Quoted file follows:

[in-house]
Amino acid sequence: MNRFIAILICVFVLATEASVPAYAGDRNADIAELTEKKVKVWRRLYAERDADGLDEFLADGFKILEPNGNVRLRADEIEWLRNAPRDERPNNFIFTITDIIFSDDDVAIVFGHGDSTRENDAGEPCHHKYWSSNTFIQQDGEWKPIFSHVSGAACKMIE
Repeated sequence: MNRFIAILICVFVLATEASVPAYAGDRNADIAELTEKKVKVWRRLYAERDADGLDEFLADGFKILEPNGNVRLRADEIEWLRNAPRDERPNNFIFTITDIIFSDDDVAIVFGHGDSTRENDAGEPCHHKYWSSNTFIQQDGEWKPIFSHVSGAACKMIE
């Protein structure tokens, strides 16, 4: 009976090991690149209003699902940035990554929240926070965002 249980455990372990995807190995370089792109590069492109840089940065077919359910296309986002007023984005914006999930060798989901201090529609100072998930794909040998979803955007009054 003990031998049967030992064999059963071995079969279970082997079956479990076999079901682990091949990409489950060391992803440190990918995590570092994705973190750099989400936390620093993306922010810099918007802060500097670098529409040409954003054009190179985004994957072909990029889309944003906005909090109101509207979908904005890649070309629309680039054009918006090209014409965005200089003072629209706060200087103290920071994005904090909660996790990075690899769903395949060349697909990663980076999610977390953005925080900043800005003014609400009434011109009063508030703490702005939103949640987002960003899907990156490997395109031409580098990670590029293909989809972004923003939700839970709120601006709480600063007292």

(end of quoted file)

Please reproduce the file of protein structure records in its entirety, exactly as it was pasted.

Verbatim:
[in-house]
Amino acid sequence: MNRFIAILICVFVLATEASVPAYAGDRNADIAELTEKKVKVWRRLYAERDADGLDEFLADGFKILEPNGNVRLRADEIEWLRNAPRDERPNNFIFTITDIIFSDDDVAIVFGHGDSTRENDAGEPCHHKYWSSNTFIQQDGEWKPIFSHVSGAACKMIE
Repeated sequence: MNRFIAILICVFVLATEASVPAYAGDRNADIAELTEKKVKVWRRLYAERDADGLDEFLADGFKILEPNGNVRLRADEIEWLRNAPRDERPNNFIFTITDIIFSDDDVAIVFGHGDSTRENDAGEPCHHKYWSSNTFIQQDGEWKPIFSHVSGAACKMIE
């Protein structure tokens, strides 16, 4: 009976090991690149209003699902940035990554929240926070965002 249980455990372990995807190995370089792109590069492109840089940065077919359910296309986002007023984005914006999930060798989901201090529609100072998930794909040998979803955007009054 003990031998049967030992064999059963071995079969279970082997079956479990076999079901682990091949990409489950060391992803440190990918995590570092994705973190750099989400936390620093993306922010810099918007802060500097670098529409040409954003054009190179985004994957072909990029889309944003906005909090109101509207979908904005890649070309629309680039054009918006090209014409965005200089003072629209706060200087103290920071994005904090909660996790990075690899769903395949060349697909990663980076999610977390953005925080900043800005003014609400009434011109009063508030703490702005939103949640987002960003899907990156490997395109031409580098990670590029293909989809972004923003939700839970709120601006709480600063007292």